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Debt tip: the art of settling an account

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Many people struggle with debt and sometimes you my not be sure how to attack it, especially if you're delinquent on multiple accounts. Typically, the creditor will make various attempts to recoup their money that is owed to them, however at some point they may give up and charge-off what you owe them. A charge-off means that the creditor has given up on trying to get the money from you and after that two things occur...1) they refer the account to a collection agency (either an in-house firm or third party) who then becomes responsible for recouping the money and 2) it's reported as a negative item on your credit report.

With any long overdue account, trying to settle that account in some form or fashion may be your best bet. Sometimes, if an account has gone to collections, they may even send you a letter stating that you if you pay 70%-80% of the outstanding balance, then you're good to go. For example, if you owed $10,000 and they say you can settle by paying $7,000, then that's a win!

But if that's not the case, here are some things you NEED to know about settling an account:

  1. You have rights under the Fair Credit Debt Collection Practices Act (FDCPA) Sometimes creditors and collectors can appear to be nuisance, but keep in mind they are just doing their job. However, they have guidelines that they must adhere to and being abusive and or harassing is a big no-no.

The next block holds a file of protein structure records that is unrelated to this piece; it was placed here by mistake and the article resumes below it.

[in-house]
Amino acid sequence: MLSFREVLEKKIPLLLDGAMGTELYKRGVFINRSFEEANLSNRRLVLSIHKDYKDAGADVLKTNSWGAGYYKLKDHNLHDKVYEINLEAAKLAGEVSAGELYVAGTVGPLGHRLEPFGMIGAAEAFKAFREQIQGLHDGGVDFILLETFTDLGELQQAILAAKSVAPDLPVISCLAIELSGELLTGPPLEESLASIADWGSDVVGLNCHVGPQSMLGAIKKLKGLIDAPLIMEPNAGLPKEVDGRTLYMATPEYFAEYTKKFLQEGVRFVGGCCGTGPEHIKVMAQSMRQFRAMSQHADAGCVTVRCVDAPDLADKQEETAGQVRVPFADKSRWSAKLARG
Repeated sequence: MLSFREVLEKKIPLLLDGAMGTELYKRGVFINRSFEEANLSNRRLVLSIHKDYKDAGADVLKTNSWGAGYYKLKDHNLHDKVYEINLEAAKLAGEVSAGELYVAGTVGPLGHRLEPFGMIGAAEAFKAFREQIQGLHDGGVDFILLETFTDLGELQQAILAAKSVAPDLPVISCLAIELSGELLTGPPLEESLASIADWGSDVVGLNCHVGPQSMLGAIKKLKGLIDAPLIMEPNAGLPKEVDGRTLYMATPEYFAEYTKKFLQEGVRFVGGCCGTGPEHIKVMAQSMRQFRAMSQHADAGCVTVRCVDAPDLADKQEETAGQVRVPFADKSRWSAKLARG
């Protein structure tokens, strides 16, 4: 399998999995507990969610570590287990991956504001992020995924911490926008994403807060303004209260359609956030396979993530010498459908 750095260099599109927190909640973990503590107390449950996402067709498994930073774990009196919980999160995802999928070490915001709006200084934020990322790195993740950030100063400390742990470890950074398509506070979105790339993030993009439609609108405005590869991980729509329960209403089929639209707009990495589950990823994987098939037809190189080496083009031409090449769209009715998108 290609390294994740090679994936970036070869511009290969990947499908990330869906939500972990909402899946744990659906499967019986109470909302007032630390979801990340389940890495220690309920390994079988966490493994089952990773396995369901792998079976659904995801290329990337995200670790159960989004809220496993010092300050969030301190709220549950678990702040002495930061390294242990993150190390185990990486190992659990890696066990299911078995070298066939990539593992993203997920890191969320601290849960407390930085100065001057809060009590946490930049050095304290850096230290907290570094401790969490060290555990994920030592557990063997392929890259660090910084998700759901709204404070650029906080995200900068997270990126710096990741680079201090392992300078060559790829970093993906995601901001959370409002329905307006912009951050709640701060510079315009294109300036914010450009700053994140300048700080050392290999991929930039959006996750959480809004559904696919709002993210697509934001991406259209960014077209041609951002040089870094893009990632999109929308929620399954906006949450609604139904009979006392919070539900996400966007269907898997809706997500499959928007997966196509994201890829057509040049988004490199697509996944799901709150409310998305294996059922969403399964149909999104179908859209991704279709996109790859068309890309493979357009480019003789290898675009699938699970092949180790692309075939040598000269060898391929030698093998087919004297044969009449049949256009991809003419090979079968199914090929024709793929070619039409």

2. Make them validate the debt. Collection agencies purchase debt from the original creditor or they are working on behalf of the original creditor. If the collection agency contacts you and asks for repayment, simply ask them to verify that you actually owe the money. In accordance with the FDCPA, collection agencies that have been assigned a debt are not the creditor and therefore they cannot prove that you owe the money. Why? Simply because you never signed a contract with them. However, there is one exception...if the contract you signed with the original creditor has the insertion "...debtor agrees to be responsible for payment of this debt to creditor or its assigns".
  3. Build rapport with your creditors/collectors. Dealing with creditors and collectors can be intimidating but remember, you created the debt and owe the money. Explain to them that you're unemployed, or that an unexpected death or illness has occurred. They need to know something and they understand that life happens, but leaving them in the dark about your situation is NOT the thing to do.
  4. If negotiating payment arrangements, make sure you have the money! Having the money to negotiate with is essential. Knowing this dollar amount will allow you to discuss a realistic payment schedule that fits with your spending plan. Also, the terms you discuss will of course need to be acceptable to your creditor.
  5. While negotiating, keep your emotions in check. Again, your creditor has a job to do and you owe the money. But they will be more willing to listen to you if you stay cool, calm and collected during the entire process.
  6. DOCUMENT, DOCUMENT, DOCUMENT! You must get everything in writing once you have negotiated a settlement payment or plan. Once that's complete, ask your creditor to fax, scan/email or mail the plan to you.
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